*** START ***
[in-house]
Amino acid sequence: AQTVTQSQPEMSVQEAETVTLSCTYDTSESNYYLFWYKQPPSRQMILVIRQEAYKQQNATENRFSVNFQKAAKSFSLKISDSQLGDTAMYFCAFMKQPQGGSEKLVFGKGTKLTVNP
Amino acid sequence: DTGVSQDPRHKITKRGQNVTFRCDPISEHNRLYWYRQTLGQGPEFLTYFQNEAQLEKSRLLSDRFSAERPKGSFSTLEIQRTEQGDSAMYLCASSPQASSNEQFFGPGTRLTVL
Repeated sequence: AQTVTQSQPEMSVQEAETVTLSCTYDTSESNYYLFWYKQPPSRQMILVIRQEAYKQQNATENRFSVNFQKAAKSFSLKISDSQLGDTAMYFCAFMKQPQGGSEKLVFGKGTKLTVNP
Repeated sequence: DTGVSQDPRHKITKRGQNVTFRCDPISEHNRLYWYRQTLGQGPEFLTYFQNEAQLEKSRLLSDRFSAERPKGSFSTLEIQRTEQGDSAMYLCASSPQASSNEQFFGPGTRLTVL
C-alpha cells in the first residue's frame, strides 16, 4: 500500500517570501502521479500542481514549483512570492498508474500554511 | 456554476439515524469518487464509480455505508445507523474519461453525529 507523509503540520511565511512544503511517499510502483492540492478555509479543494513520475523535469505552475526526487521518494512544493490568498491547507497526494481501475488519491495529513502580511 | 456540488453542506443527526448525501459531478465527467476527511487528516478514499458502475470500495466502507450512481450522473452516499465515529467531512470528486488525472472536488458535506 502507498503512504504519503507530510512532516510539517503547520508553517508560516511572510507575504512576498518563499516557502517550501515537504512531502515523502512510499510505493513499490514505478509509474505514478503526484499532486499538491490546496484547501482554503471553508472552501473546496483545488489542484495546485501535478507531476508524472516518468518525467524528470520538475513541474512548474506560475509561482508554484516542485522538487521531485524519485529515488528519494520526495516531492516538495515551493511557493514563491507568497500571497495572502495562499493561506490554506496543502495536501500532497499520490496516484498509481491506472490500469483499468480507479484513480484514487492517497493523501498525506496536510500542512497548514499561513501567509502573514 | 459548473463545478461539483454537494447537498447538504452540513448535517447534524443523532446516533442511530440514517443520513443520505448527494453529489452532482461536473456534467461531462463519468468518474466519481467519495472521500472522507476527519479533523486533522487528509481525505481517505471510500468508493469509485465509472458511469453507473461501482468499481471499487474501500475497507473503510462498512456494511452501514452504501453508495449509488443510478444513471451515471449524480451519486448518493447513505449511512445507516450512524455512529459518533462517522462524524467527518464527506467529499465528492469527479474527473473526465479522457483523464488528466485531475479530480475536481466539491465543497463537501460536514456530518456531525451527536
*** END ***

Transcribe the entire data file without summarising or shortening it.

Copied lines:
[in-house]
Amino acid sequence: AQTVTQSQPEMSVQEAETVTLSCTYDTSESNYYLFWYKQPPSRQMILVIRQEAYKQQNATENRFSVNFQKAAKSFSLKISDSQLGDTAMYFCAFMKQPQGGSEKLVFGKGTKLTVNP
Amino acid sequence: DTGVSQDPRHKITKRGQNVTFRCDPISEHNRLYWYRQTLGQGPEFLTYFQNEAQLEKSRLLSDRFSAERPKGSFSTLEIQRTEQGDSAMYLCASSPQASSNEQFFGPGTRLTVL
Repeated sequence: AQTVTQSQPEMSVQEAETVTLSCTYDTSESNYYLFWYKQPPSRQMILVIRQEAYKQQNATENRFSVNFQKAAKSFSLKISDSQLGDTAMYFCAFMKQPQGGSEKLVFGKGTKLTVNP
Repeated sequence: DTGVSQDPRHKITKRGQNVTFRCDPISEHNRLYWYRQTLGQGPEFLTYFQNEAQLEKSRLLSDRFSAERPKGSFSTLEIQRTEQGDSAMYLCASSPQASSNEQFFGPGTRLTVL
C-alpha cells in the first residue's frame, strides 16, 4: 500500500517570501502521479500542481514549483512570492498508474500554511 | 456554476439515524469518487464509480455505508445507523474519461453525529 507523509503540520511565511512544503511517499510502483492540492478555509479543494513520475523535469505552475526526487521518494512544493490568498491547507497526494481501475488519491495529513502580511 | 456540488453542506443527526448525501459531478465527467476527511487528516478514499458502475470500495466502507450512481450522473452516499465515529467531512470528486488525472472536488458535506 502507498503512504504519503507530510512532516510539517503547520508553517508560516511572510507575504512576498518563499516557502517550501515537504512531502515523502512510499510505493513499490514505478509509474505514478503526484499532486499538491490546496484547501482554503471553508472552501473546496483545488489542484495546485501535478507531476508524472516518468518525467524528470520538475513541474512548474506560475509561482508554484516542485522538487521531485524519485529515488528519494520526495516531492516538495515551493511557493514563491507568497500571497495572502495562499493561506490554506496543502495536501500532497499520490496516484498509481491506472490500469483499468480507479484513480484514487492517497493523501498525506496536510500542512497548514499561513501567509502573514 | 459548473463545478461539483454537494447537498447538504452540513448535517447534524443523532446516533442511530440514517443520513443520505448527494453529489452532482461536473456534467461531462463519468468518474466519481467519495472521500472522507476527519479533523486533522487528509481525505481517505471510500468508493469509485465509472458511469453507473461501482468499481471499487474501500475497507473503510462498512456494511452501514452504501453508495449509488443510478444513471451515471449524480451519486448518493447513505449511512445507516450512524455512529459518533462517522462524524467527518464527506467529499465528492469527479474527473473526465479522457483523464488528466485531475479530480475536481466539491465543497463537501460536514456530518456531525451527536